Many people are surprised to learn that emergencies form a large part of most Plastic Surgeons workload, dealing with both acute injuries and also with the longer-term reconstruction following trauma. In particular Plastic Surgeons look after injuries of the face, the hands and burn injuries, but may also be asked to manage patients who have lost skin and soft tissue from other parts of the body, especially the legs. Injuries can have occurred for many reasons; falls, glass cuts, assaults, road traffic accidents or explosions.

The Plastic Surgeon must first ensure that the wound is made clean and healthy, then to close the wound, by suturing (stitching) if possible, or by reconstructing any missing tissue. Reconstruction may involve moving skin or other tissue from other areas of the body to restore what is lost. The area from where it is moved (donor site) must be able to spare it. Sometimes it is possible to do this reconstruction, relatively simply, using a skin graft but on some occasions a more complicated procedure is required. This could mean moving a flap of tissue, and its blood supply. which will keep this flap alive, may need to be joined by means of microsurgery (using a microscope to connect very tiny blood vessels and nerves).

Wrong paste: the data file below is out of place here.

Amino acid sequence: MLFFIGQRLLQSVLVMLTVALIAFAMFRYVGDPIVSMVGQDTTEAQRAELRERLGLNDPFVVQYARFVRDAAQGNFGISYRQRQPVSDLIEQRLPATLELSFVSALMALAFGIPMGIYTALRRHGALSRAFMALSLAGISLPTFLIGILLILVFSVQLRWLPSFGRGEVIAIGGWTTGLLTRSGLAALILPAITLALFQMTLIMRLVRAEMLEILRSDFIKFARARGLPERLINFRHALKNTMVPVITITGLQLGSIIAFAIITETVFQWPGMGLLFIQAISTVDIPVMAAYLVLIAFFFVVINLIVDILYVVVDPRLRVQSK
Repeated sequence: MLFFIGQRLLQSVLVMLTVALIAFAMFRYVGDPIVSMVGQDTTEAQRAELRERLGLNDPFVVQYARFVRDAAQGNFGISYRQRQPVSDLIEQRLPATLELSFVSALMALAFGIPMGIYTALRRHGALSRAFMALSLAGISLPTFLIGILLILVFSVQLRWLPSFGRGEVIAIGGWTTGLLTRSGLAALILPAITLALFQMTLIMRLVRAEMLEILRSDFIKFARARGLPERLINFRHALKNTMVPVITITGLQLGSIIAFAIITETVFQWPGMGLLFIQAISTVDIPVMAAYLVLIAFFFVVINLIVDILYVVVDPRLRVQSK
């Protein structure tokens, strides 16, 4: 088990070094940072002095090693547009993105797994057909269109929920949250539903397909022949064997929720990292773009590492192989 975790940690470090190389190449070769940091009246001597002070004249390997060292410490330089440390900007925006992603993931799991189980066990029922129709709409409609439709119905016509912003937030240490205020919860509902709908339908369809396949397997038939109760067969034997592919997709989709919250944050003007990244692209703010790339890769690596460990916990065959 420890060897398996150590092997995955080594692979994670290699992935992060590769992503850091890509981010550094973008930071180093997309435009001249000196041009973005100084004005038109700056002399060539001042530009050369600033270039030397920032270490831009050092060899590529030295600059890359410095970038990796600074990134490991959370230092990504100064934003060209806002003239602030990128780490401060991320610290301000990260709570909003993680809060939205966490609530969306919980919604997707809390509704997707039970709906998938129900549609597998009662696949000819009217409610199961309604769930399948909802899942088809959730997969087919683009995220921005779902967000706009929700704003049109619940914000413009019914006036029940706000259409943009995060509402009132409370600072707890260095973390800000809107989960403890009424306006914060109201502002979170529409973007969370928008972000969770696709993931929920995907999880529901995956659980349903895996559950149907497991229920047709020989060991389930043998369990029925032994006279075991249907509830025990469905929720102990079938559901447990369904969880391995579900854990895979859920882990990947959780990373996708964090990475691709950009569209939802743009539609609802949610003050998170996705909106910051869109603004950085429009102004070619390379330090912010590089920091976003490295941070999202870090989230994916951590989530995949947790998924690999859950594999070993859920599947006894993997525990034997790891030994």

When treating traumatic wounds the plastic surgeon will endeavour to repair all the wounds very carefully to try and minimise scars. Unfortunately once a skin injury has occurred there will be a scar. Initially the scar may be quite red and hard, but generally over 12-18 months the scar will mature and become paler and flatter. If the scar does not mature well, then the Plastic Surgeon will be able to advise on possible ways to improve such scars.